Aspects Of The License Agreement

Entering into a license agreement can be a very involved process, and it is usually best to have a lawyer involved in the negotiation process. When entering into a licensing agreement, the licensor (patent owner) is essentially giving a licensee (third party) the right to make and/or sell the patented or trademarked invention pursuant to the license agreement. Included in the issues that must be addressed in the licensing agreement are:

  • Length of time the license is granted.
  • Sublicensing rights of the manufacturer/distributor;
  • Exclusivity of the license;
  • Royalties and percentage payments;
  • Proceeds from the sale of the product;
  • Guaranteed performance or required minimum payments;

Negotiating The Agreement

Negotiating a licensing agreement can be an involved process that requires an attorney specializing in patent licensing issues. It is critical for a licensing agreement to contain all pertinent information to protect the licensor/inventor as well as the licensee. A license essentially gives a third party the right to make and/or sell the patented or trademarked invention pursuant to the license agreement. Licenses give a third party rights to manufacture or distribute an invention, but the original investor (and patent owner) still maintain full rights to the patent itself. Negotiating a license agreement is important for the inventor (licensor) and the third party (licensee) because it can be a lucrative partnership with the third party if properly negotiated. Licensing agreements must be fully negotiated and memorialized in writing. The negotiation process includes, but it not limited to, the following:

Identify The Parties Involved

The parties should be clearly and unambiguously identified in the licensing agreement. The rights of the parties should be outlined and the liabilities and duties the parties should be included. In the event that one of the parties breached the licensing agreement, it may be cause for termination of the agreement if the requirements are included in the agreement itself.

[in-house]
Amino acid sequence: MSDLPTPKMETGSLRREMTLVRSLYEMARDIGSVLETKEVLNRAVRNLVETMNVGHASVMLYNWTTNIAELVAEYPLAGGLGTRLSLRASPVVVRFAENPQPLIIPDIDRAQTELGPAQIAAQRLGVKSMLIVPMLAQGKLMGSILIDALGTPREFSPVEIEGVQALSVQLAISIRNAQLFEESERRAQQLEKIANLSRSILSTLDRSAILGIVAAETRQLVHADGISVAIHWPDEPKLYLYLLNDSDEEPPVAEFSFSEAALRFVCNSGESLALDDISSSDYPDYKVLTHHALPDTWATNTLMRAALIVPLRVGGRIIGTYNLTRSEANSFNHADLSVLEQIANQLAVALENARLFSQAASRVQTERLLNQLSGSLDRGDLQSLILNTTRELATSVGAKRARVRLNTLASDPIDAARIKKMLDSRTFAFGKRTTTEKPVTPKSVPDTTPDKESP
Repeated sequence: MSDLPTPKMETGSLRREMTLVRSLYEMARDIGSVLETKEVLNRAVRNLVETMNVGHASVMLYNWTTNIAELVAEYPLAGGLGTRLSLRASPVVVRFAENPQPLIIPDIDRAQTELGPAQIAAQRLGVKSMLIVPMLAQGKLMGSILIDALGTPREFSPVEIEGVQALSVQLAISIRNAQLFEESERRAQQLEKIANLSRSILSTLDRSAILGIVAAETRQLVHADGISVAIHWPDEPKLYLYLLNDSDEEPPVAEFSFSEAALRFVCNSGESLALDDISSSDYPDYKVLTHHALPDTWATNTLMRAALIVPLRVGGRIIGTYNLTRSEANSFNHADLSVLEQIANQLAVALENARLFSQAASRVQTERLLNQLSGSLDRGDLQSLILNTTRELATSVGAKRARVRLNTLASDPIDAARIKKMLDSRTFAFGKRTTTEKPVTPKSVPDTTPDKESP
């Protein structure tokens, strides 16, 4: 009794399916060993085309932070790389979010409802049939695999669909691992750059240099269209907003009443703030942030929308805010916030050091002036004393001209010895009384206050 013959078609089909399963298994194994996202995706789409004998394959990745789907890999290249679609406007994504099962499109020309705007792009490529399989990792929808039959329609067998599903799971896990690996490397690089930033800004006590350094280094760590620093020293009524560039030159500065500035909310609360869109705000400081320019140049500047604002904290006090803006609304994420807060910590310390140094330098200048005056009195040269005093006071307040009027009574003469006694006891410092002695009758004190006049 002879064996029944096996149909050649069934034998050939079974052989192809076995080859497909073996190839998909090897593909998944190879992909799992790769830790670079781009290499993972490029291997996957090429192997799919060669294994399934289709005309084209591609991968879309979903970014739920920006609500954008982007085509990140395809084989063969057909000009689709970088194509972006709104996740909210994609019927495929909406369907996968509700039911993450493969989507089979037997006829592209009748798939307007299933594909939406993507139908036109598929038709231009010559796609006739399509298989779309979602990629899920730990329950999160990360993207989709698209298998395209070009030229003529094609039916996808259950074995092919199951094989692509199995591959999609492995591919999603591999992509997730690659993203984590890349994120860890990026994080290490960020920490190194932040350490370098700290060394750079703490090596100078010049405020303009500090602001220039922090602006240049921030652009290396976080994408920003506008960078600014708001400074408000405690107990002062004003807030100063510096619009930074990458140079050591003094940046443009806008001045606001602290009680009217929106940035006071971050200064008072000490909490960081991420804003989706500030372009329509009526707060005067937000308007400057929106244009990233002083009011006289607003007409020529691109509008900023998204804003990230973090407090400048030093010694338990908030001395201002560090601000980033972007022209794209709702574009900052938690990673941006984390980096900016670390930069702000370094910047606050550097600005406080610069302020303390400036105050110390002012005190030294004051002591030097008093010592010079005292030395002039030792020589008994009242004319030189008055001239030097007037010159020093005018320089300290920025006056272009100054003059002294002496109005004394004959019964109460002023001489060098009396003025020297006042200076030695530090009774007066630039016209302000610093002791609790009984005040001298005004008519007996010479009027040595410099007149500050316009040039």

Describing The Invention And Products

The product being licensed should be described and depicted in a meaningful and unmistakable way in the licensing agreement. The product should actually be defined in the agreement – and all related components should be a part of that definition. Where possible, photographs or sketches of the product should be included (even as an appendix or an exhibit) on the licensing agreement. Having a complete and thorough description of the product being licensed and help avoid confusion in the future.

Specifying Rights Granted

The licensing agreement should clearly stipulate the rights and duties of the parties. The status of the license as an exclusive or non-exclusive license should be stipulated. The licensees' ability to sub-license to additional parties should be addressed in the agreement. Every licensing agreement is different, and every licensee and licensor can contract for their own terms and conditions incident to the license. It is imperative that all important rights be included in the agreement, as well as any limitations of rights.

Setting Agreement Term

The ability for wither party to terminate the licensing agreement is an important part of the contract. The specific duties of each party should be outlined, and it should be noted that failure to perform the required duties may give the non-breaching party the right to cancel the contract. Notwithstanding breach of default, the licensing agreement should stipulate the term of the agreement and the expected ability to renew. Generally speaking, the term of a license is often the full life of the patent. It is most practical to do it this way because of the limited life of most patents, and the time involved in setting up new licensing agreements.

Contracts And Letters Of Intent

Like all contracts, the licensing agreement must express an offer, an acceptance, and an exchange of value in order to be considered a legally binding contract. The intent of the parties also plays a big role in the enforceability of the parties, and when a party holds itself out with a specific intent, the law tends to require that the representation be enforced. That is to say, if a manufacturer sends a letter that they intend to enter into a licensing agreement with an inventor, and that inventor turns down other potential licensees as a result, the manufacturer may be required to follow through even if their intent was not genuine, so long as there was reliance by the investor.

Changes To The Product After The Agreement

Licensing agreements should contain a provision that indicates that the parties included any and all applicable terms in the agreement. There should be a statement that precludes interpretation or inference of additional terms not in the agreement. In the event that the parties want to change the product or the agreement itself, an amendment or a new agreement must be negotiated.

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